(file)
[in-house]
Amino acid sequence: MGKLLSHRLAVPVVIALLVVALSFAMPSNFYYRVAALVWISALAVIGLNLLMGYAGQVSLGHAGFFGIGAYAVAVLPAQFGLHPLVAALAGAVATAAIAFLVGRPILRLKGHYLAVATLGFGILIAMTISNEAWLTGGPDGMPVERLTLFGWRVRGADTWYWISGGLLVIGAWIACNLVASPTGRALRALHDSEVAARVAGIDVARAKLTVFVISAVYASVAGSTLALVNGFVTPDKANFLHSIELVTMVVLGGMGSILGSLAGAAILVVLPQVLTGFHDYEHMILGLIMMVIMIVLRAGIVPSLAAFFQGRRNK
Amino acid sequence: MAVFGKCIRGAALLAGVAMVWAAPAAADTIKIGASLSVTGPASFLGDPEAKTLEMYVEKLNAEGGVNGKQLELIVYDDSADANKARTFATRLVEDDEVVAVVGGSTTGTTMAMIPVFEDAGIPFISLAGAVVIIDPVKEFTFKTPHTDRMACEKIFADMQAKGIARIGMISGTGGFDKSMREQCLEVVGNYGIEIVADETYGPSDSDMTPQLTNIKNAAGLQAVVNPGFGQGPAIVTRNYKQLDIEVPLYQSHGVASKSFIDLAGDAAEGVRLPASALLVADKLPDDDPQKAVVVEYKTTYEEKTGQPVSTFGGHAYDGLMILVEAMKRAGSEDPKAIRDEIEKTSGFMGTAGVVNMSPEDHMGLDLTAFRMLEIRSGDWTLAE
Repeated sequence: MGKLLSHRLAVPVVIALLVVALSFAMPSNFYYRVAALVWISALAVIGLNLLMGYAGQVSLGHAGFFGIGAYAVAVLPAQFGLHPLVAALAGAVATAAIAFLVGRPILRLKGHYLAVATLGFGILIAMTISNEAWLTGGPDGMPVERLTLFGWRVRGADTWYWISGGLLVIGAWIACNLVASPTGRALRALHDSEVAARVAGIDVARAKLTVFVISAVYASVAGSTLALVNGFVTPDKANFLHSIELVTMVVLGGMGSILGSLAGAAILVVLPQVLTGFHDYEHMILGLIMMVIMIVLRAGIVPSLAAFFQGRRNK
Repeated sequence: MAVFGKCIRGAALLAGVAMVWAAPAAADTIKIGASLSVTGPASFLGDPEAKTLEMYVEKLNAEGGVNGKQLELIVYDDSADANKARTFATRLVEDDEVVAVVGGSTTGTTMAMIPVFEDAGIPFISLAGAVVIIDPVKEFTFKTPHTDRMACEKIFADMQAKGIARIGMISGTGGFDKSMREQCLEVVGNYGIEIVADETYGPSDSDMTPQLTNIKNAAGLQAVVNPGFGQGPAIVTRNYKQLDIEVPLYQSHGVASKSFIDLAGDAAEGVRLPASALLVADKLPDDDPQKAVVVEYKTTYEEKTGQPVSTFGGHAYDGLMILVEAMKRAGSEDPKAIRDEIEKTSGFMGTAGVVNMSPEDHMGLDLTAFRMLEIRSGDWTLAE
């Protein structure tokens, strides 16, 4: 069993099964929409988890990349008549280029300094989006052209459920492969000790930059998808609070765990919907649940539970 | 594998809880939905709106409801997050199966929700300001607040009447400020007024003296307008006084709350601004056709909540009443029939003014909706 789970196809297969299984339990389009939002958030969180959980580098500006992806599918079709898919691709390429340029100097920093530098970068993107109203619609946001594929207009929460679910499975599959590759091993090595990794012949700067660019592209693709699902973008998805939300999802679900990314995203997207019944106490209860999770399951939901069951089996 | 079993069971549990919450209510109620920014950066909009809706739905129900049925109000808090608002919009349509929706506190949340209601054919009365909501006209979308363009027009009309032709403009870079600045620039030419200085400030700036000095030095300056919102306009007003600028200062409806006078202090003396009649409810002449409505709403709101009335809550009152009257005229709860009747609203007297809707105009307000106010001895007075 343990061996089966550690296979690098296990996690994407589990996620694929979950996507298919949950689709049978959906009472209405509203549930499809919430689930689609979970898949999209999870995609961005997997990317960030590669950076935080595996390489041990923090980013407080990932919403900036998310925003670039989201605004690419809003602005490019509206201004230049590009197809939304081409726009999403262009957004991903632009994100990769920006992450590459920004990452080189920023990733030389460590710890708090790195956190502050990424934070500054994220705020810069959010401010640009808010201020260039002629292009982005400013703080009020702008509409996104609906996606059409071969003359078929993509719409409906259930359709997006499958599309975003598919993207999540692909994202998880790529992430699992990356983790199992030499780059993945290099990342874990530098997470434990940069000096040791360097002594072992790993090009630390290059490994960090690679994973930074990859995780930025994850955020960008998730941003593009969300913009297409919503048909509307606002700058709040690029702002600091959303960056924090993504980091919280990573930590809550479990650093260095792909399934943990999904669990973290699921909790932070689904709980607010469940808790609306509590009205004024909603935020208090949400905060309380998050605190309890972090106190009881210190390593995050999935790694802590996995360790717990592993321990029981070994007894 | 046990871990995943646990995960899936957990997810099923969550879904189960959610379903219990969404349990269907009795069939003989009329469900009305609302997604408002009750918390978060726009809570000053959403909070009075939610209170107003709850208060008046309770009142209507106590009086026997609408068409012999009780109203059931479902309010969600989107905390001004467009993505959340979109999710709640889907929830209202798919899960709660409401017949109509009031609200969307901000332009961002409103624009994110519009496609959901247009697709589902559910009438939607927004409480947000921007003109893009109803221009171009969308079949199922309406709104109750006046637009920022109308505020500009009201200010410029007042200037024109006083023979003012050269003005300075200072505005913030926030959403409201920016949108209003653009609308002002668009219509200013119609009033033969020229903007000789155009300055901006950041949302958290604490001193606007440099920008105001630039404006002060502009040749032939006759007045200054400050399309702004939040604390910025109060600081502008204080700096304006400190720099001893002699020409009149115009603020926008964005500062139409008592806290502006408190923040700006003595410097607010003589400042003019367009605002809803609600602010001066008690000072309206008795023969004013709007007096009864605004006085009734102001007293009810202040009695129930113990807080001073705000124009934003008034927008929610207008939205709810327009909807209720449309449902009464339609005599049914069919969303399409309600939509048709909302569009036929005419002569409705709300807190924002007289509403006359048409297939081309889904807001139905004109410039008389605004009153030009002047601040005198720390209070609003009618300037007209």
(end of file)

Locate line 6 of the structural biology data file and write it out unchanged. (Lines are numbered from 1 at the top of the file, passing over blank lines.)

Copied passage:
């Protein structure tokens, strides 16, 4: 069993099964929409988890990349008549280029300094989006052209459920492969000790930059998808609070765990919907649940539970 | 594998809880939905709106409801997050199966929700300001607040009447400020007024003296307008006084709350601004056709909540009443029939003014909706 789970196809297969299984339990389009939002958030969180959980580098500006992806599918079709898919691709390429340029100097920093530098970068993107109203619609946001594929207009929460679910499975599959590759091993090595990794012949700067660019592209693709699902973008998805939300999802679900990314995203997207019944106490209860999770399951939901069951089996 | 079993069971549990919450209510109620920014950066909009809706739905129900049925109000808090608002919009349509929706506190949340209601054919009365909501006209979308363009027009009309032709403009870079600045620039030419200085400030700036000095030095300056919102306009007003600028200062409806006078202090003396009649409810002449409505709403709101009335809550009152009257005229709860009747609203007297809707105009307000106010001895007075 343990061996089966550690296979690098296990996690994407589990996620694929979950996507298919949950689709049978959906009472209405509203549930499809919430689930689609979970898949999209999870995609961005997997990317960030590669950076935080595996390489041990923090980013407080990932919403900036998310925003670039989201605004690419809003602005490019509206201004230049590009197809939304081409726009999403262009957004991903632009994100990769920006992450590459920004990452080189920023990733030389460590710890708090790195956190502050990424934070500054994220705020810069959010401010640009808010201020260039002629292009982005400013703080009020702008509409996104609906996606059409071969003359078929993509719409409906259930359709997006499958599309975003598919993207999540692909994202998880790529992430699992990356983790199992030499780059993945290099990342874990530098997470434990940069000096040791360097002594072992790993090009630390290059490994960090690679994973930074990859995780930025994850955020960008998730941003593009969300913009297409919503048909509307606002700058709040690029702002600091959303960056924090993504980091919280990573930590809550479990650093260095792909399934943990999904669990973290699921909790932070689904709980607010469940808790609306509590009205004024909603935020208090949400905060309380998050605190309890972090106190009881210190390593995050999935790694802590996995360790717990592993321990029981070994007894 | 046990871990995943646990995960899936957990997810099923969550879904189960959610379903219990969404349990269907009795069939003989009329469900009305609302997604408002009750918390978060726009809570000053959403909070009075939610209170107003709850208060008046309770009142209507106590009086026997609408068409012999009780109203059931479902309010969600989107905390001004467009993505959340979109999710709640889907929830209202798919899960709660409401017949109509009031609200969307901000332009961002409103624009994110519009496609959901247009697709589902559910009438939607927004409480947000921007003109893009109803221009171009969308079949199922309406709104109750006046637009920022109308505020500009009201200010410029007042200037024109006083023979003012050269003005300075200072505005913030926030959403409201920016949108209003653009609308002002668009219509200013119609009033033969020229903007000789155009300055901006950041949302958290604490001193606007440099920008105001630039404006002060502009040749032939006759007045200054400050399309702004939040604390910025109060600081502008204080700096304006400190720099001893002699020409009149115009603020926008964005500062139409008592806290502006408190923040700006003595410097607010003589400042003019367009605002809803609600602010001066008690000072309206008795023969004013709007007096009864605004006085009734102001007293009810202040009695129930113990807080001073705000124009934003008034927008929610207008939205709810327009909807209720449309449902009464339609005599049914069919969303399409309600939509048709909302569009036929005419002569409705709300807190924002007289509403006359048409297939081309889904807001139905004109410039008389605004009153030009002047601040005198720390209070609003009618300037007209």